Resolution & Frame Rates Panasonic loaded the X900M with a lot of recording options and frame rates, all of which can be seen below. The 1080/60p record mode has been present on Panasonic camcorders for a couple of years now, so it isn’t really new—other than the fact that this year Panasonic was able to say the mode is “AVCHD compliant” thanks to the new AVCHD 2.0 standards. The new AVCHD 3D recording is something we haven’t seen on Panasonic camcorders before, but this mode only comes into play if you purchase the optional 3D conversion lens for the HC-X900.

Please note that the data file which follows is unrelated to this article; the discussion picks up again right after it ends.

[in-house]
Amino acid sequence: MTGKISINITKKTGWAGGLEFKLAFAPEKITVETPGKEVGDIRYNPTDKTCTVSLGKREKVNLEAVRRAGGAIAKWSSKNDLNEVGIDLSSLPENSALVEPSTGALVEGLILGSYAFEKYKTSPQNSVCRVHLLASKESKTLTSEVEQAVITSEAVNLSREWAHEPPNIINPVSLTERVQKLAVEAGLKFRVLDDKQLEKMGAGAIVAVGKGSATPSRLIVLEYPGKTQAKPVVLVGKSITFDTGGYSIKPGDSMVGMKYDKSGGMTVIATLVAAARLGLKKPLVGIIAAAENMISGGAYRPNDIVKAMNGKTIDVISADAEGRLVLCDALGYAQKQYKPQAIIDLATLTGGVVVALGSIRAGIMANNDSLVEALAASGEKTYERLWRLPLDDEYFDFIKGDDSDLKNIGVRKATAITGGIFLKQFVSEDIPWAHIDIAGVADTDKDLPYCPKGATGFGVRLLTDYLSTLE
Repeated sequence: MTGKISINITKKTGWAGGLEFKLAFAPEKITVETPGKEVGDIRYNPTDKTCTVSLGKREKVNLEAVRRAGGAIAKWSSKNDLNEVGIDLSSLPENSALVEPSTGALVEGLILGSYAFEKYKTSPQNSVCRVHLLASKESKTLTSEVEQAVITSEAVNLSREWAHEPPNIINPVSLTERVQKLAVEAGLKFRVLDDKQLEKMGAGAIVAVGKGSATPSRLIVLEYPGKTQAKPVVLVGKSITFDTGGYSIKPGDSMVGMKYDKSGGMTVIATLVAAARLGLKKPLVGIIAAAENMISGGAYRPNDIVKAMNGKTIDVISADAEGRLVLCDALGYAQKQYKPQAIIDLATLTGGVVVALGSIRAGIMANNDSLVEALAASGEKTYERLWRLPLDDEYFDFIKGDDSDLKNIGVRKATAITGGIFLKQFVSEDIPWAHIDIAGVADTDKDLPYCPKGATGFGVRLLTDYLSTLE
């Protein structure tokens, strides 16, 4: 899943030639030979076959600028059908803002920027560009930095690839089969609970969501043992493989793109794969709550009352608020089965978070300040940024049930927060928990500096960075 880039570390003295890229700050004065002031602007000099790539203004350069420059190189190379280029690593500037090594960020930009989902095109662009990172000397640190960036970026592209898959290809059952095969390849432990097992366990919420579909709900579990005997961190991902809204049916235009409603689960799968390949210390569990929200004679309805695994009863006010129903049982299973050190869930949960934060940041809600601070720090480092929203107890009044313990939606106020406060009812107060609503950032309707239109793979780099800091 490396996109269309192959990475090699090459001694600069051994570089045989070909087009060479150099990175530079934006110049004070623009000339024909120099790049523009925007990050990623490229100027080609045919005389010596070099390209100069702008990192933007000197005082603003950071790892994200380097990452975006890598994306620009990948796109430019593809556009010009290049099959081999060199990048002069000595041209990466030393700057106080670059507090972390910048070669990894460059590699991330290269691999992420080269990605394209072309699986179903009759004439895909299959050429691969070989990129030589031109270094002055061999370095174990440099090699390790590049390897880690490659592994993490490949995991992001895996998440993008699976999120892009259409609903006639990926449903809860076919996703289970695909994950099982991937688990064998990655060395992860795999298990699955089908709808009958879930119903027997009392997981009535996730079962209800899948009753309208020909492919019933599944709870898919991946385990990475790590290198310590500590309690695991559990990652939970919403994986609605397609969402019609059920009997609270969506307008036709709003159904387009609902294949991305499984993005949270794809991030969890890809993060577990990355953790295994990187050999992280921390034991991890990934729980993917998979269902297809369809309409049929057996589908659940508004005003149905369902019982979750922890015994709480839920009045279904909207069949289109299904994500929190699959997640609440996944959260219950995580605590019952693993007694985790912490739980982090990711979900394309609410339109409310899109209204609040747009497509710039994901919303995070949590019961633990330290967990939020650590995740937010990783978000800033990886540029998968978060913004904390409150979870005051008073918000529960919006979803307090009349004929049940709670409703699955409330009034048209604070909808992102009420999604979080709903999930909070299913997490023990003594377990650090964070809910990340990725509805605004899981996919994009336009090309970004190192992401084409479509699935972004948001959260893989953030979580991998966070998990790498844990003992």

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Thanks to its ungodly 1080/60p record mode, the Panasonic HC-X900M is able to run circles around the competition in terms of sharpness. Simply put, this camcorder's 60p mode produced the sharpest video we've ever seen from a consumer model—although the footage from last year's Panasonic TM900 was nearly as sharp. The camcorder managed a whopping 1000 lw/ph in our horizontal sharpness test and 950 lw/ph in our vertical test. Those represent a slight nudge of an improvement over the previous TM900, which is odd considering the X900M actually has a lower effective pixel count than its predecessor. Shooting video using the HC-X900M's regular 60i frame rate will result in video that is far less sharp than what we described above. The lw/ph dropped significantly in these modes do to a combination of lower bitrate and the fact that interlaced recording simply isn't as sharp as progressive video. If you want the best quality from your HC-X900M, you should shoot with the 1080/60p mode when you can. More on how we test video sharpness.